Today’s Word : mountebank

Word : mountebank

PRONUNCIATION:

(MOUN-tuh-bangk)

MEANING:

noun: An unscrupulous pretender; a quack.

ETYMOLOGY:

A mountebank was a hawker of quack medicines who peddled his wares from the top of a bench to attract customers. The word is from Italian montambanco (one who climbs on a bench), from montare (to climb) + banco (bench). Earliest documented use: 1577.

USAGE:

“Billy Graham is now at death’s door, and I shudder at the fulsome eulogies and encomiums that will be heaped on him upon his demise. Fortunately, Bothwell’s book [The Prince of War] can provide a salutary antidote to them. It’s the only fitting memorial for Graham and stands as a stark warning to posterity to be on guard against similar charlatans, mountebanks, and demagogues, especially in the fertile field of religion. Bothwell’s book should be required reading for all Americans.”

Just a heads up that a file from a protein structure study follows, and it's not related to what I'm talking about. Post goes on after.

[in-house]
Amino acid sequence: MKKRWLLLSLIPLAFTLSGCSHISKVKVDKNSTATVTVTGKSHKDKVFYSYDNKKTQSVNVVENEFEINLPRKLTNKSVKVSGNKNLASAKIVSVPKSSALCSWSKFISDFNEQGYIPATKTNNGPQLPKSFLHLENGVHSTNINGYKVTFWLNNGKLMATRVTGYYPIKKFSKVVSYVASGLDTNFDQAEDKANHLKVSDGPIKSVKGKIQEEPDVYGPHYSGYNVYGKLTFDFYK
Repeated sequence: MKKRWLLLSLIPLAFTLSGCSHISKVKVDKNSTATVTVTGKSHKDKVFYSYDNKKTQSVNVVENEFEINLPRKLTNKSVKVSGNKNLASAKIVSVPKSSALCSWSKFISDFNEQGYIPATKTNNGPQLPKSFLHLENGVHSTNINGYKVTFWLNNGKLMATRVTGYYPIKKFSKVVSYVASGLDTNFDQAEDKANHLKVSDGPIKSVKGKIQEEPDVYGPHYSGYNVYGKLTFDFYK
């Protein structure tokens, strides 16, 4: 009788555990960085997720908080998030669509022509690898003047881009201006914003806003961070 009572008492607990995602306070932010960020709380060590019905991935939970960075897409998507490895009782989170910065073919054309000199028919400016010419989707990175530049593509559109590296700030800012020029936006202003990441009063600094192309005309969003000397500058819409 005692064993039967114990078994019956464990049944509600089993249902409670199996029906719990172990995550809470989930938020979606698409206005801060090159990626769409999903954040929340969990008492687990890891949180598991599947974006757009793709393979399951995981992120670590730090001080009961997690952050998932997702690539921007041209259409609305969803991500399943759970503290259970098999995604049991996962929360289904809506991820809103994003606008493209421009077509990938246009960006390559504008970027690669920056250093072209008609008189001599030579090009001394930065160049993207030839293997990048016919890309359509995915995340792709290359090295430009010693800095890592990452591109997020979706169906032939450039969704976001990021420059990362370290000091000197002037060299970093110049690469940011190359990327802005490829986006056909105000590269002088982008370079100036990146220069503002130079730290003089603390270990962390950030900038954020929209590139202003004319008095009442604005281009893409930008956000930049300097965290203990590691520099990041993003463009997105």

Richard A. S. Hall; Evangelist Unmasked; Free Inquiry (Amherst, New York); Aug/Sep 2011.

Explore “mountebank” in the Visual Thesaurus.

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